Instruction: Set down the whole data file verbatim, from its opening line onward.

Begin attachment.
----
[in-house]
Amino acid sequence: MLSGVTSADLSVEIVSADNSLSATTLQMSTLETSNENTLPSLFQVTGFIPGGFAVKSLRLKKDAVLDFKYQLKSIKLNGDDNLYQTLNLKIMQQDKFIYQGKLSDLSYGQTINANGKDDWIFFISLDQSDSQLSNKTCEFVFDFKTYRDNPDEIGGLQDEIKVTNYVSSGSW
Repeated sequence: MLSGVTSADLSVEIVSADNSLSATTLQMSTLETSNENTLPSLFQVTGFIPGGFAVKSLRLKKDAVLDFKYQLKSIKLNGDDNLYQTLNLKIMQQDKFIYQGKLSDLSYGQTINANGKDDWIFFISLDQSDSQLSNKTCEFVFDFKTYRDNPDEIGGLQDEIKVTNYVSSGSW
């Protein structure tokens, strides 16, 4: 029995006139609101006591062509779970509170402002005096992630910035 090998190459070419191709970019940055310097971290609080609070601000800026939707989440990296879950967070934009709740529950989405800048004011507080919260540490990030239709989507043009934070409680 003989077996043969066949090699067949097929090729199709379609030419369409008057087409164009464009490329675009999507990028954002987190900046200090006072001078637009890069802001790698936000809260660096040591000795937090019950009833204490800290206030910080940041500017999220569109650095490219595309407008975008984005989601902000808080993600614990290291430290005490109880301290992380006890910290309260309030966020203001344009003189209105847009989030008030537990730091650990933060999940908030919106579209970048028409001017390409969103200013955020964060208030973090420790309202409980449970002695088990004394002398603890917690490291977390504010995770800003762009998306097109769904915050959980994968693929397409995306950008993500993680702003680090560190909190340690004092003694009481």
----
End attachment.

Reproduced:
[in-house]
Amino acid sequence: MLSGVTSADLSVEIVSADNSLSATTLQMSTLETSNENTLPSLFQVTGFIPGGFAVKSLRLKKDAVLDFKYQLKSIKLNGDDNLYQTLNLKIMQQDKFIYQGKLSDLSYGQTINANGKDDWIFFISLDQSDSQLSNKTCEFVFDFKTYRDNPDEIGGLQDEIKVTNYVSSGSW
Repeated sequence: MLSGVTSADLSVEIVSADNSLSATTLQMSTLETSNENTLPSLFQVTGFIPGGFAVKSLRLKKDAVLDFKYQLKSIKLNGDDNLYQTLNLKIMQQDKFIYQGKLSDLSYGQTINANGKDDWIFFISLDQSDSQLSNKTCEFVFDFKTYRDNPDEIGGLQDEIKVTNYVSSGSW
């Protein structure tokens, strides 16, 4: 029995006139609101006591062509779970509170402002005096992630910035 090998190459070419191709970019940055310097971290609080609070601000800026939707989440990296879950967070934009709740529950989405800048004011507080919260540490990030239709989507043009934070409680 003989077996043969066949090699067949097929090729199709379609030419369409008057087409164009464009490329675009999507990028954002987190900046200090006072001078637009890069802001790698936000809260660096040591000795937090019950009833204490800290206030910080940041500017999220569109650095490219595309407008975008984005989601902000808080993600614990290291430290005490109880301290992380006890910290309260309030966020203001344009003189209105847009989030008030537990730091650990933060999940908030919106579209970048028409001017390409969103200013955020964060208030973090420790309202409980449970002695088990004394002398603890917690490291977390504010995770800003762009998306097109769904915050959980994968693929397409995306950008993500993680702003680090560190909190340690004092003694009481």